The code block below should contain a fairly safe but limited comprehensive list.
This inclusive constraint list at a Bukkit GitHub repo seems to be the best answer I've found so far. It was mentioned in a more technical discussion in a bukkit.org form thread about trying to extend the software to print new special characters which you may find useful if the list below is too restrictive for your needs.
This file appears to be a list of all the characters that are safely supported by the special font that is used in Minecraft, as used in areas like the chat interface.
# This file NEEDS to be in UTF-8 format!
This list also indicates that, if you are copying characters, the source file should be of UTF-8 character encoding type (UTF = Unicode Transformation Format).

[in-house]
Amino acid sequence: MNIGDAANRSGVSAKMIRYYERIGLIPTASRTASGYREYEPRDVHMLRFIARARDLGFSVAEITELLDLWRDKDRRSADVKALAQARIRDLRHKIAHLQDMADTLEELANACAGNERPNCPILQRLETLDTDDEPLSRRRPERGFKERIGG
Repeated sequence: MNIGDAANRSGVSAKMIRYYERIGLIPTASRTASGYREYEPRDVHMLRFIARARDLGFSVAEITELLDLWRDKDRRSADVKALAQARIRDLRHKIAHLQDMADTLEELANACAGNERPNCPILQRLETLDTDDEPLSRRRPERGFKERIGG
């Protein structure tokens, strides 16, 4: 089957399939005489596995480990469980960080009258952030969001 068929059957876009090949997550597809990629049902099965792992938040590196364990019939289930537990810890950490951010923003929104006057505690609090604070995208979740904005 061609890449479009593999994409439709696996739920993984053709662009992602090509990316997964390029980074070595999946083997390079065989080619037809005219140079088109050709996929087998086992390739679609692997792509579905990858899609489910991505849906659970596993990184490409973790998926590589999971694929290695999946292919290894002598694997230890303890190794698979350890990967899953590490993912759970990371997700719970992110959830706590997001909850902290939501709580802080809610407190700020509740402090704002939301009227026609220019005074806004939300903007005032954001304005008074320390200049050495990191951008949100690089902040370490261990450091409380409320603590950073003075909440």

If you want to verify the encoding type, a web browser may be able to open a file and use a menu option (e.g View > Character Encoding). Certain text editors or command-line utilities are also available that allow verifying the character encoding of the source file.
Determining an exhaustive or selective list of supported characters
To learn every possible character that a "modern" Minecraft supports this English Google translation of a German wiki article on font data provides an excellent possible resource for determining more exhaustive ASCII and Unicode support based on font resources/assets, but you may have to keep up with changing external circumstances and versions of the software.
The German wiki article contains a history of the Java versions of Minecraft and the names and locations of supported font resources such as
unicode_page_xx.png (from 00 to ff) in Full version 1.6 ( 13w24a ) that may be used to determine what is supported either more exhaustively or selectively.
An alternative English-language wiki article on Minecraft chat was not quite as detailed.